At SimpleLegal, half of our executive team and more than 65% of our hiring managers are women. My co-founder, Patrik Outericky, and I didn’t initially have a specific diversity goal around hiring. In the early days, just being able to hire at all — while simultaneously building a company from scratch — was hard enough.
Today, we don’t have to have a specific separate effort around hiring for gender-diversity because we have a gender-diverse team that does the hiring. To help others build an equally gender-diverse team and to continue to prioritize diversity in startups overall, I’ll share some of our core values and hiring techniques that worked well for us:
Inclusive Cultures are Key
When you’re just getting started, the first step to a diverse team is to establish a welcoming environment where no one is made to feel like an outsider. An inclusive culture will start you on the path to building a company that can realize the rewards of a diverse team. My team and I strongly believe in the need to allow employees with a variety of viewpoints to have the space and freedom to express their opinions. Additionally, preconceived notions about stereotypes and roles can cause you to exclude promising employees from opportunities to excel professionally. At the most basic level, don’t assume that certain employees or candidates won’t want to travel, commute a far distance, work long hours, or that they’ll be any less dedicated to their career than anyone else. As a parent, I see this type of exclusionary stereotyping when I hear other founders talk about working hours, offsites, and after work activity expectations.
Diversity as a Value
Founders need to believe in the value of all kinds of diversity. Certainly there’s virtue in wanting to create opportunities for stereotyped, underrepresented, or otherwise marginalized groups. But, I truly believe in the value of leveraging a diverse set of thoughts and approaches to solve problems. This way of thinking allows us to view the notion of diversity as a specific problem to solve, rather than just an abstract cause to support.
At SimpleLegal, we started as a group of white guys born in five different countries across three continents. Our first female employee joined as our 6th team member. During my first one-on-one meeting with her, I told her that if she ever felt uncomfortable she should come to me or Patrik right away and let us know. I was fairly certain we hadn’t hired anyone who would be overtly sexist, but I was also aware that there are a million ways to make someone feel unwelcome. I also knew that it would be somewhat awkward for her to report an issue to a member of the group that was causing the issue. But, at least by consistently speaking to the value of diversity and by providing more than one path to report an issue, I was able to reduce that awkwardness as much as possible.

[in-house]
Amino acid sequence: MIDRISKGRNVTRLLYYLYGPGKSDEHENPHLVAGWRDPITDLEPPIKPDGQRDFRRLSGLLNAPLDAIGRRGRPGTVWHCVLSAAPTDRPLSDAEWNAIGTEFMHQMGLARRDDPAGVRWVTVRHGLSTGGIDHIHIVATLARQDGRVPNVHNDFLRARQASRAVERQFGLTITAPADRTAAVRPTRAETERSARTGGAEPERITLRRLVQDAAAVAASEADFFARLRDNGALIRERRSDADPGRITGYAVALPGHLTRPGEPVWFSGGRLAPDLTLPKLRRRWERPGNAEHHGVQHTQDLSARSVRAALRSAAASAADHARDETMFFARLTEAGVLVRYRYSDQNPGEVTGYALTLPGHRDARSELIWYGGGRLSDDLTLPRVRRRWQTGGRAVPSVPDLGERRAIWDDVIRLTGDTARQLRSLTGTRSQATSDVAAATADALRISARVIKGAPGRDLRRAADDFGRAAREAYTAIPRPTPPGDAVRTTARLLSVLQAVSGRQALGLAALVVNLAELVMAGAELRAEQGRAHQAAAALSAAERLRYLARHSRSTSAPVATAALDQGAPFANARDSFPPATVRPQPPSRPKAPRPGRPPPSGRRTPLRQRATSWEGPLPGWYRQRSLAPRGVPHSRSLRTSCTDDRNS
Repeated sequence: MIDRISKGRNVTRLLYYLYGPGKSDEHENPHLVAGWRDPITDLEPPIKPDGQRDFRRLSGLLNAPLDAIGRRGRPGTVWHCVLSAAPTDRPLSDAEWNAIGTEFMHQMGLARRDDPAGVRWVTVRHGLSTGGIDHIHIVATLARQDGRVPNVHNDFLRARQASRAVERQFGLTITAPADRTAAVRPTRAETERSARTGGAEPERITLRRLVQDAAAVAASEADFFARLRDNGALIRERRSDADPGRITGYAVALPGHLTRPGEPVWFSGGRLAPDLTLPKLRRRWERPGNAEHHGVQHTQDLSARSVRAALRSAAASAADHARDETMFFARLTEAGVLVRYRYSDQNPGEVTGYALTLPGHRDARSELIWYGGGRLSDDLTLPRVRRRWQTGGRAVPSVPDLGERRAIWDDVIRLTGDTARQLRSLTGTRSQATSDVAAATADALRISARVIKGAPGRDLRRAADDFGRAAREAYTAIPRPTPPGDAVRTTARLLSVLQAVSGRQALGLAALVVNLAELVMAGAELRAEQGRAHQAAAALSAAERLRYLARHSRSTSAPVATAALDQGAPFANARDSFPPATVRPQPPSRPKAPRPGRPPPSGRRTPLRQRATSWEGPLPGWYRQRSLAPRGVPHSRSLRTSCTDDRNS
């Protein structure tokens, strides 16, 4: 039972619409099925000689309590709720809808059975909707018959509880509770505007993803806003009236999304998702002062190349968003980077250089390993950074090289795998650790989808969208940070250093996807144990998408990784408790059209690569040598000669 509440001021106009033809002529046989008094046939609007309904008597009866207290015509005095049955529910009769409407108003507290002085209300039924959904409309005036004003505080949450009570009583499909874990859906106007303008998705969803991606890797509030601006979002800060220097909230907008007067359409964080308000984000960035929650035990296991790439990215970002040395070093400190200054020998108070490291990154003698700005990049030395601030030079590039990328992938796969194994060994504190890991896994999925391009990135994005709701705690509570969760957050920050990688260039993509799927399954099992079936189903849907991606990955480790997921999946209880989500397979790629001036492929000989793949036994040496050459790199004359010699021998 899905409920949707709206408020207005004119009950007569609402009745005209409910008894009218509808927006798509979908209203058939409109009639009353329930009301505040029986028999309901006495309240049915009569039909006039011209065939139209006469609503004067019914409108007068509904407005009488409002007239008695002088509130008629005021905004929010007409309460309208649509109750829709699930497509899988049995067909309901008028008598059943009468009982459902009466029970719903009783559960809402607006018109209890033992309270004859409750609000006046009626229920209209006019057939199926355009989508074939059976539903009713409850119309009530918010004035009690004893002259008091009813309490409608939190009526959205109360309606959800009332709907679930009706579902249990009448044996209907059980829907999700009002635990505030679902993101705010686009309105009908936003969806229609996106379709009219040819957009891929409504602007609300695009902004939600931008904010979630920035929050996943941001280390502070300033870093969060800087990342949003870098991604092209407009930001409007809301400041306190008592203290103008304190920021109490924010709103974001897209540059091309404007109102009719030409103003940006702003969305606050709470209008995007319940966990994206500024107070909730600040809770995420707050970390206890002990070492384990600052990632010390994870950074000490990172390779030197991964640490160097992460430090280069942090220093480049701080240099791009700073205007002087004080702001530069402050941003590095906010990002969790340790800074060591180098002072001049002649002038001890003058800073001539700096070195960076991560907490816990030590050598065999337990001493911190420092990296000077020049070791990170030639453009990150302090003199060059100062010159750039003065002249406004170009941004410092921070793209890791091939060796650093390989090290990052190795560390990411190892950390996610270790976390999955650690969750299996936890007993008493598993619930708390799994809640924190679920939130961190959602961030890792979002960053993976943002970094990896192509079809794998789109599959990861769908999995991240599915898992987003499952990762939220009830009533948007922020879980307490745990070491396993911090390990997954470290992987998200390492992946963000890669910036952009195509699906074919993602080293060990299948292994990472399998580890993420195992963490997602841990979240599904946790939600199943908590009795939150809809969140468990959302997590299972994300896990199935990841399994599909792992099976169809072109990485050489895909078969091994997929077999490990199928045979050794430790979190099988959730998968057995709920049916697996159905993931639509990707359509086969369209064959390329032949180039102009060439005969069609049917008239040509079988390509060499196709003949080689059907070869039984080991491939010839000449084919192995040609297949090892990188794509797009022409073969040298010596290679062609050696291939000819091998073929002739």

We’ve worked hard to make SimpleLegal a gender-diverse team by default, and we’re continuing to work hard to attract, retain and support people from as many different regions, races, ages and backgrounds as possible.
We also look beyond SimpleLegal to demonstrate our belief in the value of diverse teams and to promote the value of diversity. We were very excited to have joined the Founders for Change movement which aims to improve diversity and inclusion within venture-backed companies. Our membership in this group is important to me because when anyone is made to feel as though they don’t belong, I believe I have the opportunity and responsibility to raise my voice to counteract those who would shut people out.
Creating a Diverse Workforce
At early stage startups, each new hire defines the company’s center of gravity. The first few employees are going to hire the next 10, who will then hire the next 100, and so on. Creating an inclusive and welcoming culture at the beginning is the first step toward building a company that can realize the value of a diverse team.
As a company grows, fostering diversity can become more difficult. To get to the bottom of the problem and determine an achievable solution, ask yourself these five questions:
- If you have a candidate pipeline problem, where and how are you recruiting?
- If you’re getting “nos” from candidates, how are you communicating your company culture and values? Are you creating an environment that might make some groups feel excluded?
- If your hiring team determines candidates are a “no,” what’s the interviewer’s specific feedback? Could they unintentionally be using a subjective measure of expertise or fit?
- Does “hiring for culture fit” mean your culture of work or does it mean a culture of like-minded friends? It’s easy to assume someone will be a “good fit” just because they look, talk, or act similar to everyone else. Culture is more than happy hours and offsites.
- Do your interviewers represent the diversity of the team you want to build? If the only people interacting with candidates are young, white men, odds are you’re going to continue to attract that demographic over others.
At SimpleLegal, our goal is to ensure that everyone on the team feels like they belong and that all candidates see how they will belong. Having a diverse team means we can think about problems and solutions from different perspectives and contexts. It means we can successfully recruit from a larger pool of candidates. It means we will be able to more effectively relate to our customers and partners, no matter their background.
Put quite simply, having a diverse team means we can win.